Who has to suffer the loss of an uninsured vehicle hijacked at a dealership?

Many rather nasty and time consuming legal processes could have been prevented had the vehicle owners insured their vehicles. Some vehicle owners argue that they might save on funds payable for insurance premiums by driving carefully and protecting their vehicles from vehicle thieves. Some even argue that they can put away a monthly contribution in a separate account to settle any unforeseen claims…

But what if your vehicle is stolen where you are not the one in possession of the vehicle prior to the loss?

This is the scenario which lead to litigation in the Pretoria High Court recently!

Facts before the Court

  • The vehicle owner took her Volvo to a dealership to fix the air conditioner soon after delivery.
  • The driver from the dealership was 200m from the dealership, having fetched the vehicle from the agency that repaired the air conditioner, when the vehicle was hijacked.
  • The vehicle, which was not yet fitted with a tracking device, was never recovered.
  • The vehicle owner claimed the vehicle from the dealership – the dealership denied liability and argued that the car was not hijacked because of its negligence.
  • Neither the vehicle owner nor the dealership was insured.

Question before the court:

Who was liable for the loss of a vehicle taken to a dealership for repairs but hijacked while in the dealership’s possession? Who has to bear the financial consequences of the loss of the hijacked vehicle?

Other facts before the court:

  • There was a disclaimer posted at the dealership but the vehicle owner denied seeing this.
  • The vehicle owner never was aware that she was agreeing to the disclaimer, which safeguarded the dealership against any loss incurred, when she signed the job card.

The vehicle owner argued that the dealership was negligent. Its driver should have realised it was a hijacking and should not have stopped. Also, the dealership should have sent two people to fetch the vehicle in case of an incident such as this, the vehicle owner argued.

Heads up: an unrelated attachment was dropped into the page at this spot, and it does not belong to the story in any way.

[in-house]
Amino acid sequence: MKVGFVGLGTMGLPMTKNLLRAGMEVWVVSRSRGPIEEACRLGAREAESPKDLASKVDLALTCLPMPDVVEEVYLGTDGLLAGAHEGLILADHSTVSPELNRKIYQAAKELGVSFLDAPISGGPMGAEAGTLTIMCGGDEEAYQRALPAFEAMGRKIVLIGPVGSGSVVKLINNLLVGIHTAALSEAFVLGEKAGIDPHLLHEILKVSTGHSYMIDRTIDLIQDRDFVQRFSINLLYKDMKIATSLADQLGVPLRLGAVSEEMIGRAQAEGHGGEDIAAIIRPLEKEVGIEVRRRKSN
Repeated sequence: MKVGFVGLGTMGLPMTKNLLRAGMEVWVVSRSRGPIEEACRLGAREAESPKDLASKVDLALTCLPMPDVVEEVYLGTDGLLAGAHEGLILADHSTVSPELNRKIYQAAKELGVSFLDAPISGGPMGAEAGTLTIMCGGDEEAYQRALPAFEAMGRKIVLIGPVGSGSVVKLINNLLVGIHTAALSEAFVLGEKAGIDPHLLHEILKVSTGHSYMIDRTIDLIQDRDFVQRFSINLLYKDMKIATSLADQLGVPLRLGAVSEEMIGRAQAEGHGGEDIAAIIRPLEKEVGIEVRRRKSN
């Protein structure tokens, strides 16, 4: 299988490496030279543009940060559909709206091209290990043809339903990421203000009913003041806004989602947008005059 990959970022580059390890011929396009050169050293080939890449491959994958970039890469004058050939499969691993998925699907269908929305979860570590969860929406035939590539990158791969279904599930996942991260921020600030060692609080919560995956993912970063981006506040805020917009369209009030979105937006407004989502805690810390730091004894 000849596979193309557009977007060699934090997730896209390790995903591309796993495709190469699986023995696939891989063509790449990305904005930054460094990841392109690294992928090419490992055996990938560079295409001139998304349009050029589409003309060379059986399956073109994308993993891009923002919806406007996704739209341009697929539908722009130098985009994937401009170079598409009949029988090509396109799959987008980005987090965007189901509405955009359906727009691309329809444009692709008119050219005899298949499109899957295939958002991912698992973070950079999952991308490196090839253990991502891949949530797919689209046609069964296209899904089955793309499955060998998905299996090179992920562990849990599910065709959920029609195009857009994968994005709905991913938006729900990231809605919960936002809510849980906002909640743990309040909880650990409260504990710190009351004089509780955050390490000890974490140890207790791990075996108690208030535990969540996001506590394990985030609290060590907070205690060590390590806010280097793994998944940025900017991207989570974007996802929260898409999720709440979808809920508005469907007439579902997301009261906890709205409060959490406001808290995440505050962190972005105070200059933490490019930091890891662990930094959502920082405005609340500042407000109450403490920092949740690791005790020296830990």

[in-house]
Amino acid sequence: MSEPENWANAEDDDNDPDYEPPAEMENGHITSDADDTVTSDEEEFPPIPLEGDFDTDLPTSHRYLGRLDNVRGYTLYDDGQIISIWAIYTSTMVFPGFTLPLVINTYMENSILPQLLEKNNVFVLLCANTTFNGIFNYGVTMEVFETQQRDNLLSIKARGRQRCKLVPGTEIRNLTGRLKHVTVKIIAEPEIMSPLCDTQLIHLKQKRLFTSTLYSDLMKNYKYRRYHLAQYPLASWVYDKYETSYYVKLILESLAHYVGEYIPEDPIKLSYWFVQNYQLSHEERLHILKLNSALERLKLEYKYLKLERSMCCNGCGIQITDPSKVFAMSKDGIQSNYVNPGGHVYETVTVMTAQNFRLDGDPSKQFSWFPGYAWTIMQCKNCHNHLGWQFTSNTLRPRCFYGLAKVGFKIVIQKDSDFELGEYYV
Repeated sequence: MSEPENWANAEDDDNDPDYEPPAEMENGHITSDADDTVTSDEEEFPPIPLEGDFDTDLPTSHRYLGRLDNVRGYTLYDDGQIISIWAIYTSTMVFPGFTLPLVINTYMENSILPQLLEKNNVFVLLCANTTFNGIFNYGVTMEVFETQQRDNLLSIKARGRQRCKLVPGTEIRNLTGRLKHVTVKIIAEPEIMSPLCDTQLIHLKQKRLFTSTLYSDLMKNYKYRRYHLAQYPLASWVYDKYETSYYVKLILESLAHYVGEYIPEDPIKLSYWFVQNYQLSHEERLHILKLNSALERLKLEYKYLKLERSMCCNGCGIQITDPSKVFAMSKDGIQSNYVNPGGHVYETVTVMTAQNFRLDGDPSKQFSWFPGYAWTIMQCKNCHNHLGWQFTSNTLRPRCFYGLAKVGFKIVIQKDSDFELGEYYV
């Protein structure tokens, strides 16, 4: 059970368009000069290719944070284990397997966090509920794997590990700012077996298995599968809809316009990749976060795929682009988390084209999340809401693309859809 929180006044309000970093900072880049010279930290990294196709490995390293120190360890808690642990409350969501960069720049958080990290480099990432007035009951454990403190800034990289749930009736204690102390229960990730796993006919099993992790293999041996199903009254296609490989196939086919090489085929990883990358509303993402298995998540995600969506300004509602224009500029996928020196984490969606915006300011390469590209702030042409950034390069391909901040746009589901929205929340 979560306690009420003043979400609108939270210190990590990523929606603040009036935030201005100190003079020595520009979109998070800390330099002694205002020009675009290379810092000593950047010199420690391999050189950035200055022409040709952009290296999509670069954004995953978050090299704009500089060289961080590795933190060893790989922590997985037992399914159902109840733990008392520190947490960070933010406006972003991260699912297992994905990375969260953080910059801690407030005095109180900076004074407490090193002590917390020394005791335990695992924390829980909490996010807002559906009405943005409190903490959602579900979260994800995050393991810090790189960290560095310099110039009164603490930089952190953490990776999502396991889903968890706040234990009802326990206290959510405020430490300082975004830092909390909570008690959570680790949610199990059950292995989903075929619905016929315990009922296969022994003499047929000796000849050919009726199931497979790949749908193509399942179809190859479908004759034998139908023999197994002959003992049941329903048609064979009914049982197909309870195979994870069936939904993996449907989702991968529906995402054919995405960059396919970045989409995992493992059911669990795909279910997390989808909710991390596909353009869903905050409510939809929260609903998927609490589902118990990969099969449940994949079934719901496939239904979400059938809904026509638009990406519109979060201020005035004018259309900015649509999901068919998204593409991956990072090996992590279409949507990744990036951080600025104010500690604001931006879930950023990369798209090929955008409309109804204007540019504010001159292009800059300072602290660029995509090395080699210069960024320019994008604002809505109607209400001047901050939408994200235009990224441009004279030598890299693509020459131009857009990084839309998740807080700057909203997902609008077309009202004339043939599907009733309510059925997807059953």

Judgement focused on Negligence

Although the judge said the disclaimer should have been brought to the attention of the vehicle owner, the question remained whether the dealership was negligent regarding the hijacking or not.

The judge emphasized some important aspects about hijacking in South Africa:

  • Hijacking is made more horrific, in the South African experience, as the threat of fatal violence accompanies this crime
  • The victim of a hijacking in this country knows that his or her life is in great danger.
  • It is self-evidently true that the life of a hijack victim is more valuable than the vehicle
  • Although the reasonable motorist in this country was constantly aware of the possibility of being hijacked, the reasonable person had not undergone military training to enable him to meet the force of a hijacker.
  • The driver did what was reasonable – left the vehicle behind to save his own life.
  • A second driver would not have made any difference in the circumstances

The Judge concluded that neither the driver nor the dealership could be found to be negligent.

The unfortunate vehicle owner will hence have to suffer the financial loss of her hijacked vehicle….

Conclusion and advice

Hijacking is a harsh reality for vehicle owners in South Africa – and few are prepared and able to avert these challenges to vehicle ownership. There is no prior warning – and purchasing cover to protect from vehicle loss should not be delayed.

We would like to advise that the insurer be included in the process of purchasing a new vehicle. Insurance comparison and insurance decisions could be made before you sign on the dotted line to buy your vehicle.

Do not leave the dealership without peace of mind that your vehicle is insured!

Also View:

Avoiding Hijacking / Hijack Prevention Guidelines

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